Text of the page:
Making Sense of Test Results

The goal of Quality Assurance is to ensure that your product meets requirements, is debugged, and delivers happy customers. To obtain satisfied customers your testing and QA processes must provide meaningful information during the development lifecycle and after that to efficiently assist engineers and decision-makers in informing choices.

Dashboards as a Tool

The challenge for many is making sense of the data. As a tool, dashboards serve as a functional way to deliver pretty information with a simple overview. Unfortunately, they can also provide too much data, hide essential details, or create easily ignorable aggregates.

Let’s look at a TFS dashboard from Visual Studio Reporting Tools:

This particular dashboard looks great and provides meaningful readings: things are good or bad (green or red), and it is easy to see that things are ok. In reality, dashboards rarely look this nice. Many teams see prominent displays of yellow and orange with little substantial evidence of green and red.

Where Dashboards Go Wrong

Flakey tests: When there are a lot of tests, with concurrency issues for instance, that fail sometimes, there will inevitably be the occasional failing test. This situation results in teams whose dashboard delivers too much unhelpful orange.

False Sense of Security: Dashboards can also provide a false sense of security. If you set a goal to keep errors under 1%, but then you only look at the percentage number of errors, and you fail to check out what is failing; you will likely miss that the same key defects may have been failing for quite some time.

A Call to Action

In the end, the goal of a dashboard is not to convey information, but rather to get people to act (assuming the data reported indicate something bad). The dashboard when thoughtfully constructed will thus be a warning flag and a call to action, but only if it says something that causes people to take action.

If the dashboard is not practical, people will ignore what it displays.

It is like the threat level announcements at the airport or the nightly news, you know all is not well, but you either learn to tune it out or find another way to numb the information. Developers that get told every day that there are some failures will do the same, sure they spend some time chasing unreproducible failures, but after awhile they will stop paying attention.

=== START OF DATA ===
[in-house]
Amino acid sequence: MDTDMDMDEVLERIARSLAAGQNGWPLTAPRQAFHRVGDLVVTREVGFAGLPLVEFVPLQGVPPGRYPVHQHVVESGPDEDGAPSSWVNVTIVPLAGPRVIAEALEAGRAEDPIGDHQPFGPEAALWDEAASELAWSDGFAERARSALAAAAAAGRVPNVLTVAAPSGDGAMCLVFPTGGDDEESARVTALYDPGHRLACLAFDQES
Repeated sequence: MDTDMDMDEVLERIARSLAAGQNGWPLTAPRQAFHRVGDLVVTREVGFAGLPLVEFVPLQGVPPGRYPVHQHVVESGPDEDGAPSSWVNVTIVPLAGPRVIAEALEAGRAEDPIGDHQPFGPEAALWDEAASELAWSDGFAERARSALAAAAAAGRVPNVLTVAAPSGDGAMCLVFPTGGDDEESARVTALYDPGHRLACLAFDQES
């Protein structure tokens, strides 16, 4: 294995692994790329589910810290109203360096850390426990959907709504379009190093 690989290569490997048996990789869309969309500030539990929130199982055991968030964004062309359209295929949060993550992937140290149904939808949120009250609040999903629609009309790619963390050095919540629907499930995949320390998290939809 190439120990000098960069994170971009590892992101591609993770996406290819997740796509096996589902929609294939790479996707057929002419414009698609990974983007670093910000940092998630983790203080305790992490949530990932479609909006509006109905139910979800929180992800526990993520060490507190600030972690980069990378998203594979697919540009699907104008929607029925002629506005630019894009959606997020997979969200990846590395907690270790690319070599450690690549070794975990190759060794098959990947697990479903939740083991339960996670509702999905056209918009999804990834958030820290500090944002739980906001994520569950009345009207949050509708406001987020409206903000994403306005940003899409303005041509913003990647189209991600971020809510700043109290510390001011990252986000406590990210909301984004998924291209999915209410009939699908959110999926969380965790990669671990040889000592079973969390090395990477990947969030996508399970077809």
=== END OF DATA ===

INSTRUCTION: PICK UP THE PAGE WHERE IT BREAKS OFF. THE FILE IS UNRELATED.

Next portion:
A Good Dashboard Generates an Emotional Response

The genius of a thoughtfully constructed dashboard is that it generates an emotional response.

Yay! Good!


Oh. No, not again!

So how do we get people back to the emotional reaction of a simple read / green dashboard in a world where things are noisy?

This question leads to the creation of a new dashboard that focuses on the history of defects and failures. In this case, we categorize failures that are new as orange, consecutive failures over multiple days as red, with red failures that exist for several days then going black.

Createing Useful Dashboards

Screenshot © Possum Labs 2018

It is easy to see from the chart that even though there are some flay tests, there are also a few consistent failures. And it is easy to see that we have a few regular failures over the last few weeks.

This occurrence creates an opportunity to start drawing lines in the sand, for example, setting the goal to eliminate any black on the charts. Even when getting to a total pass rate seems infeasible for a project, it should be more manageable to at least fix the tests that fail consistently.

This type of goal is useful because it is something that can get an emotional response, people can filter the signal from the noise visually, so they get to the heart of the information, which is that there are indeed failures that matter. When we make it evident how things change over time, if things get worse, people will notice.

Dashboards are a Tool — not a Solution

Each organization is different, and each organization has its challenges, getting to a 100% pass rate is much easier when it is an expectation from the beginning of the project, but often systems were designed years before the first tests crept in. In those scenarios, the best plan is to create a simple chart and listen to people when they tell you it is meaningless. These are the people that give you your actual requirements; these are the people who will spell out where and what to highlight to get an emotional response to the dashboard data.  

Dashboards do not always convey meaningful data about your tests. If they lack thoughtful construction, it is likely they may fail at getting people to act when the information is bad. Bad results on your panel should be a call to action, a warning flag, but the results need to mean something or your people simply ignore and move on.

At Possum Labs, meaningful dashboards are not a solution, but instead just one of many tools available to assure that your QA delivers effective and actionable data to your teams.

How to Effortlessly Take Back Control of Third Party Services Testing

Tools of the Trade: Testing in with SaaS subsystems.